abstract public Object readIn(DataInputStream dis) throws IOException;

public interface Serializer {
        public byte[] getBytes(Object o);
        public Object construct(byte[] b);

Now, about those skip lists. They implement a java.util.ListIterator so you can get "nearby" values, and you can use anything for a key that implements java.lang.Comparable. So, here's the interface to a SkipList:

public class SkipList {
        public void put(Comparable key, Object val) ...
        public Object remove(Comparable key) ...
        public Object get(Comparable key) ...
        public ListIterator iterator() ...
        public ListIterator min() ...
        public ListIterator max() ...
        // Find the first key bigger than or equal to key,
        // or the biggest key less than key if there is no bigger or equal.
        public ListIterator find(Comparable key) ...


Better documentation is forthcoming, but there really isn't much to know. The entire public interface to the library is on this page. Where possible, it sticks to idiomatic Java and standard interfaces.

  • Open a database:
            try {
                    BlockFile db = new BlockFile(new File("my.db"), false); // true will create
            } catch (IOException ioe) {
  • Load or Create a SkipList:
    import net.metanotion.util.skiplist.SkipList;
    class KeySerializer implements Serializer ...
    class ValueSerializer implements Serializer ...
    // Open preexisting
    SkipList index = db.getIndex("My Index", new KeySerializer(), new ValueSerializer());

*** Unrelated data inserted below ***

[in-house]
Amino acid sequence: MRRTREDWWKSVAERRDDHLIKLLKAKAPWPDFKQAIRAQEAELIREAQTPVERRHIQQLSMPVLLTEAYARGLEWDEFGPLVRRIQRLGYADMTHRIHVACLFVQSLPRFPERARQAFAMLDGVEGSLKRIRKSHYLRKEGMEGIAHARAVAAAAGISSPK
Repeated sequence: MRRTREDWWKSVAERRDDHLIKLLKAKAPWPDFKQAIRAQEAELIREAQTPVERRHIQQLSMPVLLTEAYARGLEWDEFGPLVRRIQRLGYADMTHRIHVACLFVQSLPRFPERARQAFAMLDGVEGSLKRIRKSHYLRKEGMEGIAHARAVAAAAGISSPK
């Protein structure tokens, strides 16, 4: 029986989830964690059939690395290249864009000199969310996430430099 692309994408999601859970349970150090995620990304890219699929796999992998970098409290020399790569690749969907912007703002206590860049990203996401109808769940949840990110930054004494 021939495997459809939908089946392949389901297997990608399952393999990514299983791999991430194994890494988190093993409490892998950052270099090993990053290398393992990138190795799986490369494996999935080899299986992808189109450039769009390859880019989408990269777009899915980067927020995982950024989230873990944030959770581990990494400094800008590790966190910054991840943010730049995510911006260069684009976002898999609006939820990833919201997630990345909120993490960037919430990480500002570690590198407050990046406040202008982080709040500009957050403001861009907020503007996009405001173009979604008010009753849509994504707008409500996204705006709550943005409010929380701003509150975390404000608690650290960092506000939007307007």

// Create
    SkipList index = db.makeIndex("My Index", new KeySerializer(), new ValueSerializer());

All the public interface methods:
public class BlockFile implements Closeable {
        public BlockFile(RandomAccessInterface rai) ...
        public BlockFile(RandomAccessFile raf) ...
        public BlockFile(RandomAccessFile raf, boolean init) ...
        public BlockFile(File f, boolean init) ...
        public BlockFile(RandomAccessInterface rai, boolean init) ...

        public SkipList getIndex(String name, Serializer key, Serializer val) ...
        public SkipList makeIndex(String name, Serializer key, Serializer val) ...
        public void delIndex(String name) ...

        public void close() ...

What's this ""?

Basically, its an interface version of itself implements DataInput, DataOutput and a few methods for getting/setting the file pointer).

So, in other words, if you can provide an implementation of this interface, you can use the BlockFile database. This frees it from dependence on the RandomAccessFile class. If you don't see why this is useful and you're going to be using "files" on PDA's and phone's, well, you'll understand soon enough...


Bugfix and cleanup Release 10/6/2006

An unnecessary class was removed, some junk methods removed, and a couple of JDK compatability issues were fixed. The StringBytes class was switched to ASCII(from UTF-8) for better compatibility.

Initial Release 9/28/2006

© 2006 Metanotion Software